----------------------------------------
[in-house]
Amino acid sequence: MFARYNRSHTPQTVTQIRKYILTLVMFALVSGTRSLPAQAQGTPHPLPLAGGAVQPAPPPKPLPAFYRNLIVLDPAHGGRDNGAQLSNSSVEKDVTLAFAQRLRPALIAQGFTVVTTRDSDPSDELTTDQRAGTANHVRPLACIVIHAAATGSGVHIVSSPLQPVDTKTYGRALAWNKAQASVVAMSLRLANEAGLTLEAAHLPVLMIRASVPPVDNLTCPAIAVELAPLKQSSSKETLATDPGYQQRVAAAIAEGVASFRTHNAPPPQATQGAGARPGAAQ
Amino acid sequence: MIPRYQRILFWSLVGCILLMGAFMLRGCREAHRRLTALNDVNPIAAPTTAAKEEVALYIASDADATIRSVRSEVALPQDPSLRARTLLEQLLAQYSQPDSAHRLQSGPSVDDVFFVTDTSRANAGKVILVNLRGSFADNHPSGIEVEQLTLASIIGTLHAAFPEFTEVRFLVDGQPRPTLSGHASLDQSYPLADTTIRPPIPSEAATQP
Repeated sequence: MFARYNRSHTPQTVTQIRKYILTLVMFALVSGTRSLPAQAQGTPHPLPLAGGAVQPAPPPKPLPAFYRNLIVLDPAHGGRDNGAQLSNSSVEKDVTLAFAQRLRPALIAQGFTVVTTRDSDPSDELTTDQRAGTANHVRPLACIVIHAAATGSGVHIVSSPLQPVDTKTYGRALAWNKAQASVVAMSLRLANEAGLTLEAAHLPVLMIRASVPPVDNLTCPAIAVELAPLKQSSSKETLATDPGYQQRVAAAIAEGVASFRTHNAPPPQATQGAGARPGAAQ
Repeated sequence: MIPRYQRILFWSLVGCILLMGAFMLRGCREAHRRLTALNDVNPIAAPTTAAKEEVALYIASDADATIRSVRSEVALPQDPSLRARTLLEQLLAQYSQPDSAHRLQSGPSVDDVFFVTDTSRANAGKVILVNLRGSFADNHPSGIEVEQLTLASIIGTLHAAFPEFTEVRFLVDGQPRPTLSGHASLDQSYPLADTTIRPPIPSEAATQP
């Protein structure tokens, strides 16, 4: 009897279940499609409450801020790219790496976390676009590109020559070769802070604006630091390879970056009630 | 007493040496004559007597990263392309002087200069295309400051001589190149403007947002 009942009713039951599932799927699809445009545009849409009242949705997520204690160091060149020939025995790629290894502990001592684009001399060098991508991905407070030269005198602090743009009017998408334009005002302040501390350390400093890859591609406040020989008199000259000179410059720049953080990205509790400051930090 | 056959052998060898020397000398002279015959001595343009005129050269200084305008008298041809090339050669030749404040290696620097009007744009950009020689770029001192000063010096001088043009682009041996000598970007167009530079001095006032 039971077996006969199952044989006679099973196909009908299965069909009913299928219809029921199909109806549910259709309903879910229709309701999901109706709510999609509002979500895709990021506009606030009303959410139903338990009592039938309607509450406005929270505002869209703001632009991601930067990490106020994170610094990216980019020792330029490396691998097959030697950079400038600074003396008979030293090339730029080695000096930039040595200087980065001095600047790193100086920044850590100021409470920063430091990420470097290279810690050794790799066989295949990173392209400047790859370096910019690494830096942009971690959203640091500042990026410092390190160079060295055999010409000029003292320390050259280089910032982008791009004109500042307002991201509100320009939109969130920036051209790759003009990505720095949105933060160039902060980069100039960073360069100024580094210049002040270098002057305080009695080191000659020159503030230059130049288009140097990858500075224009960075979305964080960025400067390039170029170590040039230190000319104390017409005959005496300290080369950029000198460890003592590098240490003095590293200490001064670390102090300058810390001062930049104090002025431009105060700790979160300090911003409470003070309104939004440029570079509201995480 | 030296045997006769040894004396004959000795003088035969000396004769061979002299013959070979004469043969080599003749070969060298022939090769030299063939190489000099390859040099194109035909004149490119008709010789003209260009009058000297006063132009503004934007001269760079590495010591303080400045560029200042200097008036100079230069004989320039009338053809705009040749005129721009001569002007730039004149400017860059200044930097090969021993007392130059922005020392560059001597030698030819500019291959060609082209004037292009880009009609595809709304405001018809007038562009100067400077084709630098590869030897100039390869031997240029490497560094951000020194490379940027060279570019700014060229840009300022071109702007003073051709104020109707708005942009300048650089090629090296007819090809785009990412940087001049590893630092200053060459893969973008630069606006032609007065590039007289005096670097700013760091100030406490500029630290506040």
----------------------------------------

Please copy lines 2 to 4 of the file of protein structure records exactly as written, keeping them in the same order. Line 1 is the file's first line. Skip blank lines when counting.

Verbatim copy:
Amino acid sequence: MFARYNRSHTPQTVTQIRKYILTLVMFALVSGTRSLPAQAQGTPHPLPLAGGAVQPAPPPKPLPAFYRNLIVLDPAHGGRDNGAQLSNSSVEKDVTLAFAQRLRPALIAQGFTVVTTRDSDPSDELTTDQRAGTANHVRPLACIVIHAAATGSGVHIVSSPLQPVDTKTYGRALAWNKAQASVVAMSLRLANEAGLTLEAAHLPVLMIRASVPPVDNLTCPAIAVELAPLKQSSSKETLATDPGYQQRVAAAIAEGVASFRTHNAPPPQATQGAGARPGAAQ
Amino acid sequence: MIPRYQRILFWSLVGCILLMGAFMLRGCREAHRRLTALNDVNPIAAPTTAAKEEVALYIASDADATIRSVRSEVALPQDPSLRARTLLEQLLAQYSQPDSAHRLQSGPSVDDVFFVTDTSRANAGKVILVNLRGSFADNHPSGIEVEQLTLASIIGTLHAAFPEFTEVRFLVDGQPRPTLSGHASLDQSYPLADTTIRPPIPSEAATQP
Repeated sequence: MFARYNRSHTPQTVTQIRKYILTLVMFALVSGTRSLPAQAQGTPHPLPLAGGAVQPAPPPKPLPAFYRNLIVLDPAHGGRDNGAQLSNSSVEKDVTLAFAQRLRPALIAQGFTVVTTRDSDPSDELTTDQRAGTANHVRPLACIVIHAAATGSGVHIVSSPLQPVDTKTYGRALAWNKAQASVVAMSLRLANEAGLTLEAAHLPVLMIRASVPPVDNLTCPAIAVELAPLKQSSSKETLATDPGYQQRVAAAIAEGVASFRTHNAPPPQATQGAGARPGAAQ